Unfortunately, many species commonly found in the city, such as Pinus, Tilia, and Cupressus, were noted for their nuisances and this highlights the challenges which urban forest managers face, especially when some trees simultaneously place high on the favourite species lists. The swaying fronds of Salix babylonica make several residents feel sad, yet inspire feelings of beauty in others. Certain species, however, appeared solely on the least favourite species list, such as Pyrus calleryana (small, scruffy, and high water demand), Ailanthus (invasive, damaging), and Acacia dealbata (Bad odour, pollen allergies). Unless these species can offer multiple ES to balance out the EDS, then perhaps it is advisable to limit their inclusion in urban tree planting schemes. Currently, several factors seem to influence species selection in Italian cities, such as the aesthetic appeal, historical or cultural reasons, with the ecology of the species rarely forming consistent selection criteria [48].

4.2.2. Ecosystem Services

A wide range of different ES became apparent in the responses. The lists compare well to other studies, where shade and aesthetics are highly valued ES [15,18,25], despite not using the fixed ES lists as in previous studies. The important services of trees listed in Ordóñez et al. [49] were aesthetics, air quality, shade, naturalness, and environmental quality. They concluded that the aesthetic appeal of trees may be the first thing that comes to mind due to that being the conscious experience of the urban landscape and that these themes do not reflect an intellectual response but rather an awareness of the respondent’s psychological state. In other words, while the general public may collectively know about the whole range of ES and EDS of urban trees, they will only mention the ones they feel strongly about in the context of the question asked.
It is interesting to note which CICES groups were not mentioned, i.e., genetic material from plants, regulation of soil and water quality, and control of pests. Additionally, some urban tree ES from other groups were notable in their absence such as wind/noise shelter and visual screen for home privacy. These are less obvious ES and perhaps they would have eventually been mentioned with more respondents. Whether this reflects a knowledge gap in the general public or not, it nonetheless highlights areas that would benefit from education. For example, informing the public about how trees retain rainwater and are useful within climate change adaptation plans related to the prevention of pluvial flooding [50].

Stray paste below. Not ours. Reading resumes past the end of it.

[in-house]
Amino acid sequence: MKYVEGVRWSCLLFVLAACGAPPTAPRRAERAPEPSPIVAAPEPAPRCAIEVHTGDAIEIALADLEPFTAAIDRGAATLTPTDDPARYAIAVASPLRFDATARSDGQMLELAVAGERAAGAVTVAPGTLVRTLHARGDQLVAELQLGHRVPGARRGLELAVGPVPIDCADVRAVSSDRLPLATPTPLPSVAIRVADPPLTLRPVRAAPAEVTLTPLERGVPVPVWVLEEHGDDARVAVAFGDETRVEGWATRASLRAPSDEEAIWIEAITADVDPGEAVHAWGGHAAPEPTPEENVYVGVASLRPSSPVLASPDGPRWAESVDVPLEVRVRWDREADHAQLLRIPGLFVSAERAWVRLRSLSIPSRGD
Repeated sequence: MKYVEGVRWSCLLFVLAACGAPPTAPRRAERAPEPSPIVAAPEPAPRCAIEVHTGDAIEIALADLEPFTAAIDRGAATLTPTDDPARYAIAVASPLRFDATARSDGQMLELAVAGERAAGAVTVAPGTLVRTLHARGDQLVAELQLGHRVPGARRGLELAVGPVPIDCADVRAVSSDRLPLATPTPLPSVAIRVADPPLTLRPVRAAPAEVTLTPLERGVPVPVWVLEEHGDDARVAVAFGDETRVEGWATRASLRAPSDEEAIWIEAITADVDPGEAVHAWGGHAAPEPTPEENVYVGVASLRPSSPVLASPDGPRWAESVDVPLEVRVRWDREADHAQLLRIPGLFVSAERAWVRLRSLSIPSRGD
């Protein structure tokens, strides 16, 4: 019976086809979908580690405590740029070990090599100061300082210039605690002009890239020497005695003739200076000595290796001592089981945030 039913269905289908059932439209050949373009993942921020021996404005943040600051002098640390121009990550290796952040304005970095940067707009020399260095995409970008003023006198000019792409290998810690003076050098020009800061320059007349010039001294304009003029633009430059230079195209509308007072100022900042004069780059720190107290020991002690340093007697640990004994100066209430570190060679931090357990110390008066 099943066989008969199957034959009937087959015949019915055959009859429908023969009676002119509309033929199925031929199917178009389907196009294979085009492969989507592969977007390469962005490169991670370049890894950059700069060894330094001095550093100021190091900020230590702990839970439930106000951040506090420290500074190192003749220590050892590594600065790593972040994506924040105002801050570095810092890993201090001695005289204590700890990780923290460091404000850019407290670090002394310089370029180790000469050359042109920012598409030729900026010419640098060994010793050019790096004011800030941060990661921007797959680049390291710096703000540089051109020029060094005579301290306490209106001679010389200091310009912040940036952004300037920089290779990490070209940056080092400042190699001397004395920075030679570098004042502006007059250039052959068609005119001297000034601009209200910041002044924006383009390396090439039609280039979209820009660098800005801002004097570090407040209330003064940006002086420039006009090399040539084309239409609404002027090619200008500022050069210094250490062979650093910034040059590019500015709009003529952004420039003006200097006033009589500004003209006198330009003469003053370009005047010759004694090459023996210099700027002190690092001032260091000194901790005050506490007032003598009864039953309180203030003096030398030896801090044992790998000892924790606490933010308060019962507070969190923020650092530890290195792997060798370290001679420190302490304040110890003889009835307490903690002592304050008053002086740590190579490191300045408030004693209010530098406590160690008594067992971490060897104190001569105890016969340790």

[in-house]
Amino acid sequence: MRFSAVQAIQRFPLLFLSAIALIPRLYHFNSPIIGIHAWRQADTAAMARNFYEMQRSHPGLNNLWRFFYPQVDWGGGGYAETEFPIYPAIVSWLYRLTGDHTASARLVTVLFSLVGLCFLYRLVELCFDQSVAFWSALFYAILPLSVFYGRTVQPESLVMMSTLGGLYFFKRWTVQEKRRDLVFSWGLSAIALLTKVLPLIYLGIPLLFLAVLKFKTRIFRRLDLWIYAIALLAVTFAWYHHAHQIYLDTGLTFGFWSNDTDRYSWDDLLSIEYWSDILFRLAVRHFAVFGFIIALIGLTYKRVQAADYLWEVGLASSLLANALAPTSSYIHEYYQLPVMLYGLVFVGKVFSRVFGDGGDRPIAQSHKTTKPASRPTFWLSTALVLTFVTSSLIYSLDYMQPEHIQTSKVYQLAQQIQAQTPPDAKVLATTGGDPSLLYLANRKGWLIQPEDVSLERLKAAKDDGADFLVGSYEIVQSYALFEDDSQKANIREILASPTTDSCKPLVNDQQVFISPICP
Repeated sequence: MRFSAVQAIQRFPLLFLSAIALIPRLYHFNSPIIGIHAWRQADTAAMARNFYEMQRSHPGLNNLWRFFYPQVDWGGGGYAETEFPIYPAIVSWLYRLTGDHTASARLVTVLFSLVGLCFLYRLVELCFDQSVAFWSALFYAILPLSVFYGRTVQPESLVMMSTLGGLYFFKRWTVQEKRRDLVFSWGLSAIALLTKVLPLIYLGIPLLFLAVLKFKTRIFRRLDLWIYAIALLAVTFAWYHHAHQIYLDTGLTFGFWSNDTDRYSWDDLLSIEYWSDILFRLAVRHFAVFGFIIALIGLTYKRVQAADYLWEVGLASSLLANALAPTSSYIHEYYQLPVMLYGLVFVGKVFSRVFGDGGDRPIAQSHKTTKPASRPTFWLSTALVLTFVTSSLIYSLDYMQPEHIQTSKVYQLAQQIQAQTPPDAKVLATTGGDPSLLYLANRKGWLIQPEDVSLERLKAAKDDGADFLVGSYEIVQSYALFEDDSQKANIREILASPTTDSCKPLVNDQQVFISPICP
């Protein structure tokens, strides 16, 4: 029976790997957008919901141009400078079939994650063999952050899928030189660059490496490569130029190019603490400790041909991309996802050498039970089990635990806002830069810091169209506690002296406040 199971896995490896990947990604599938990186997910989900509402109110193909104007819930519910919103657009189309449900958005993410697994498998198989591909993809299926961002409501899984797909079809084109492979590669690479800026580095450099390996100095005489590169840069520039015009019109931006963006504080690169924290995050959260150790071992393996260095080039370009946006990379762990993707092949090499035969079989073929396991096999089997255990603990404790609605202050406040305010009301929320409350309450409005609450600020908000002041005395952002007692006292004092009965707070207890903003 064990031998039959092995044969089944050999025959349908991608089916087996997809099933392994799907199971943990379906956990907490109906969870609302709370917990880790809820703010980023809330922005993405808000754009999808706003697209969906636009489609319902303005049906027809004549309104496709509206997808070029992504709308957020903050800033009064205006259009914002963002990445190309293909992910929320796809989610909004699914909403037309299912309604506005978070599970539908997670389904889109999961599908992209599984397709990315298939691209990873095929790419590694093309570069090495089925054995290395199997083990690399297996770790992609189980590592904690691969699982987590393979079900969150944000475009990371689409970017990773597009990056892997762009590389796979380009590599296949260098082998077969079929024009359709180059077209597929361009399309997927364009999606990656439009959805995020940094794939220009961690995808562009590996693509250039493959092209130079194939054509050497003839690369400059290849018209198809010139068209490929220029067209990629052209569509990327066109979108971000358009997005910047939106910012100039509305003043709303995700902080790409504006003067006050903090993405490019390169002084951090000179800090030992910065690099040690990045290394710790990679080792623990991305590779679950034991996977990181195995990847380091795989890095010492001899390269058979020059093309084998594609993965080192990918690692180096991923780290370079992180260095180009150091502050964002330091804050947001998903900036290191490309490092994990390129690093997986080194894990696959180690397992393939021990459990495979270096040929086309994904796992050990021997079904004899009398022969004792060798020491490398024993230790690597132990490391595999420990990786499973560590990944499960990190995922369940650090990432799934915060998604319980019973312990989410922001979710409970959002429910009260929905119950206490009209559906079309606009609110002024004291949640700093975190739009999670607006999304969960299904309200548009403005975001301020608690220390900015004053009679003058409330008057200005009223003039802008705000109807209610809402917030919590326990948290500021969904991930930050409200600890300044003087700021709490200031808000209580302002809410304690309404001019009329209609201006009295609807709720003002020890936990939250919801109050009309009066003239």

The diversity of cultural ES was fairly well represented, with frequent mentions of fond memories attached to trees such as climbing them or remembering the favourite species of a departed loved one. There was a repeating motif of the characteristic Tuscan landscape trees being used to extol the suitability of Pinus pinea for a Tuscan city, but also some respondents saying it was misplaced as it should be restricted to coastal habitats. This highlights the very subjective nature of cultural ES and the difficulties associated with their quantification [29]. Spiritual connections to trees were often described using ambiguous language (“it gives me energy”, “I feel protected”) and one participant said trees “change slowly and teach us patience”. In fact, the seasonality was a very common aspect be it specific seasonal attributes (Ginkgo leaves in autumn, Prunus flowers in spring) or just a general appreciation of how trees keep us in tune with the changing seasons. Some respondents expressed awe at the geological perseverance of the “ancient Ginkgo”.
Several times deep roots were mentioned as a favourable characteristic, but no reason why was given, presumably as a symbol of resistance to falling and damaging property. One person mentioned the unique smell which comes with the first rains after a prolonged dry period, known as petrichor [51].
When confronted with a choice between contrasting urban landscapes it is interesting to see which benefits rise in importance. The inherent greenness and living quality, production of oxygen, the quality of the light through the branches, and the coolness were all frequently mentioned as qualities that buildings do not have. The cooling property of tree shade was often described as “freshness”, and air quality was often expressed as “I can breathe better under the trees”. Many respondents displayed in-depth knowledge of microclimate modification by trees, mentioning evapotranspiration and the storage and radiation of heat by building materials. It is not surprising that residents of a Mediterranean city have personal experience of these phenomena, even if they are not aware of the science behind them. Shade and cooling ES were predictably likely to come top of the list in a survey based on thermal comfort, however, it is clear from the frequency and the language used to describe personal experiences, that people generally feel very strongly about the need for shade trees in the city.

4.2.3. Ecosystem Disservices

Despite many people stating that they do not have a least favourite tree and that all trees are good, there was a substantial list of EDS generated and as with ES, there appear to be EDS that come to people’s minds more than others, i.e., property damage, pollen allergy and tree litter (sap, fruit, dead leaves) [14,32]. These are EDS which are likely to impact people on a daily basis, with pavements disturbed by tree roots, and cars covered in sticky sap from Tilia trees. The EDS which are less physical in nature, such as wrong sense of place, or non-native species, were much less likely to be mentioned as they are less impactful. Some species were unpopular because they were perceived to be low providers of ES, and therefore intrinsically useless as a city tree. This reaffirms the notion that citizens are generally aware of the communal benefits of public trees and notice when a species fails to deliver.